At the hostel in New Orleans, I witnessed a fight in the common room one evening. I was furiously clicking through craigslist ads for housing, hidden behind the screen of my laptop in the back of the room. About twenty feet of sea-foam green carpet separated me and two men who were watching TV. One was white, and he wore a black leather vest, chains, and facial piercings. The other man was black, and he sported a t-shirt and the early onset of a full-size gut. At the turn of the hour they began arguing over which program to watch next. Their voices rose all the way up to the high ceilings. The black guy got up from the couch and started to walk away. As he crossed the room, the white one yelled after him, “You’re just a fuckin’ nigger.” I cringed and filled with heat. I imagined I knew what would happen next because I’d been there myself, throwing a beer or a fist into someone’s face. So, I was more than waiting, I was hoping for it. But to my surprise, nothing happened. The words hung in the air unchallenged and the man left. I was flushed and trembling with anger as I packed up my computer and belongings.
The hostel’s position in the teapot was tenuous. It was located on the last street of the lower border of the spout, and if one walked south the Victorian houses became vacant warehouses. On the outside, its hulking brick facade was decorated with white metal latticework and precise landscaping, which matched the character of the surrounding mansions. On the inside, however, the floral upholstery was as faded as the faces of the other guests, most of whom were actually down-on-luck locals or new transplants, and their sagging smiles called for another drink. Black plastic bags and duct tape, which protected the mattresses from bed bugs, rustled me awake at night. My food disappeared from the refrigerator and a weary maid carting an industrial hamper complained that prostitutes gave her too much work. But no one would guess these things about the hostel just by looking at it.
A couple of days later I moved out of the hostel and into a weekly room rental in Mid-City where I continued my search for housing.
I asked anyone I could about the neighborhoods, and the answers often varied according to race. Black residents suggested the 7th Ward or Gentilly, while whites advised I live in the teapot or other predominately white areas, such as Lakeview. One white woman also warned me not to take buses because they weren’t safe. I wondered how she thought I might get around without a car.
People have always made presumptions about my race. In the area where I grew up, other kids would ask me, What are you?
Human, I began to reply.
Then, when I left to attend college in Columbus, I faced an altogether different kind of reaction: surprise.
I just thought you were white.
Interestingly, I don’t recall an African-American or other minority ever saying this to me. They are more likely to ask me my race or later tell me, I knew you were something. Perhaps this is because they know how high the stakes are when it comes to race, whereas obliviousness is yet another form of privilege.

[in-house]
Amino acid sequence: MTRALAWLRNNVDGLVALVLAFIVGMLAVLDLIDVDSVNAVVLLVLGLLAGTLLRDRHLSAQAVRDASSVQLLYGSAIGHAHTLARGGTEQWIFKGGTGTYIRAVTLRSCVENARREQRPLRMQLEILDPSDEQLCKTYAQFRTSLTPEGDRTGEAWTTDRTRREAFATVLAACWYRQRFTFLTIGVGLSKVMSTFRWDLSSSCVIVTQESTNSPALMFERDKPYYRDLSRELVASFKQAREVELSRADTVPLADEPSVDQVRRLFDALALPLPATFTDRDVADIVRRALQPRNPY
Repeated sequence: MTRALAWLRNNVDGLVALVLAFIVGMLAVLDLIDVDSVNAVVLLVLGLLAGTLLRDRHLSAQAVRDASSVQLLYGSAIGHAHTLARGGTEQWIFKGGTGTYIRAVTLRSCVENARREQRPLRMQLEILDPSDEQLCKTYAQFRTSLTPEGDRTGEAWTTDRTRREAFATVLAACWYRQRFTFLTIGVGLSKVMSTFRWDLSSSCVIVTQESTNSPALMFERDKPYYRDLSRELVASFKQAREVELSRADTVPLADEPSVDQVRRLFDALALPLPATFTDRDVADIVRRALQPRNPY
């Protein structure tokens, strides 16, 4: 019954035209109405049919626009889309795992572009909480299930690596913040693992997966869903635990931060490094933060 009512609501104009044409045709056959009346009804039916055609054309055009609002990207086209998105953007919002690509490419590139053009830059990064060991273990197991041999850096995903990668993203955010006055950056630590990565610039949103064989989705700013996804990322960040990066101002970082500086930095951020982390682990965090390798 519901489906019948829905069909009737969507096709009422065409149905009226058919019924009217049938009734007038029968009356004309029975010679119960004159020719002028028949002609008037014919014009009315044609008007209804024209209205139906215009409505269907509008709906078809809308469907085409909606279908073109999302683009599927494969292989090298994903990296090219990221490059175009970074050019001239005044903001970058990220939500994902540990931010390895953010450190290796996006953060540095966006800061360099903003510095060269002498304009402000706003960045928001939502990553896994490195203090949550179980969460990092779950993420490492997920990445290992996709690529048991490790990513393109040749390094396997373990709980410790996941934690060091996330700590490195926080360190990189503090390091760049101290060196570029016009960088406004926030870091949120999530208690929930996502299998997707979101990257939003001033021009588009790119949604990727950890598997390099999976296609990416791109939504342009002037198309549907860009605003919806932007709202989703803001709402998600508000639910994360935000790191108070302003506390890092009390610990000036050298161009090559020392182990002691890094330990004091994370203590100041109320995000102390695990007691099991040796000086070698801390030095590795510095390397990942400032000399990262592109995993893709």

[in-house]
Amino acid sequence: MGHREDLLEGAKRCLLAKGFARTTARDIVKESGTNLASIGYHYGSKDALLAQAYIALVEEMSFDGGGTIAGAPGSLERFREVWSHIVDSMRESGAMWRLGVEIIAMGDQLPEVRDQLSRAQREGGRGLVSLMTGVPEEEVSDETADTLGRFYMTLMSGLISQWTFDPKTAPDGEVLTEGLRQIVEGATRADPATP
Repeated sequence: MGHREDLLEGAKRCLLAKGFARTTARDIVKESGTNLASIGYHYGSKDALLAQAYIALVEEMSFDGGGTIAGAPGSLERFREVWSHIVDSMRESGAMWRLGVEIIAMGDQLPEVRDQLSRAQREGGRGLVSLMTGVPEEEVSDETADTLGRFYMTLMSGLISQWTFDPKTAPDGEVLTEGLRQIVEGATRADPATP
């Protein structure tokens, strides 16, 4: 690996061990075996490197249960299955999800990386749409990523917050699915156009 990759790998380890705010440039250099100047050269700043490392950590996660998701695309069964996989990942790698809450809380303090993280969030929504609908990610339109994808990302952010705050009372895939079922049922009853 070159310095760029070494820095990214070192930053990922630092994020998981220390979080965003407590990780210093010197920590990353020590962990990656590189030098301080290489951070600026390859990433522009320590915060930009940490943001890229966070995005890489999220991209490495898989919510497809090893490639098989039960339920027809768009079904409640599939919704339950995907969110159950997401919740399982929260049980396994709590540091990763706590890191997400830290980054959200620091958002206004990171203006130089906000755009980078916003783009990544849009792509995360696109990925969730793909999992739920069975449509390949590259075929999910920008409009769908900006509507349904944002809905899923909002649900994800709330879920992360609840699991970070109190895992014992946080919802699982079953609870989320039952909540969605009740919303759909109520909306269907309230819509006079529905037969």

For a large part of my life I was told I was not white—was not allowed to be. I was degraded and humiliated in the name of my otherness, and I would not let whites take this identity away from me as easily as they had branded me with it. I viewed this as just another attack on my self-determination. I almost preferred the more overt tactics of my high school classmates. At least we both knew where we stood in relation to each other.
Too often whites have assumed they are in like company when they have made racist jokes or comments in my presence. One stranger even paid my boyfriend’s and my bill at a Japanese steakhouse after discovering he had offended me. This stranger certainly must have known that payment could not rectify his words, but he could not have known that the deeper injury had been caused by my boyfriend’s silent assent to his bigotry. The betrayals by loved ones—friends whose true feelings came out after a couple beers or family members at Thanksgiving letting a word slip within my earshot—hurt most.
White liberals advised me that the New Marigny was “up and coming.” Later, I learned this neighborhood was just north of the Marigny, on the southern border of the 7th ward, which was predominately poor and black. The area was undergoing gentrification, a loaded word here in post-Katrina New Orleans.
Given my history, it is probably no wonder that I have trouble trusting the intentions of gentrification. Although I would like to believe it rests on ideals of diversity and integration, the reality of displacement inspires bitter thoughts of modern-day colonization.
I avoided this area, with its not so clear-cut lines.
I considered the Tremé as an option, which was about a thirty minute walk south from where I was staying in Mid-City. Of course, I’d heard about the TV series by the same name, but what interested me most was that it was historically a racially mixed neighborhood, an identifier that resonated with me.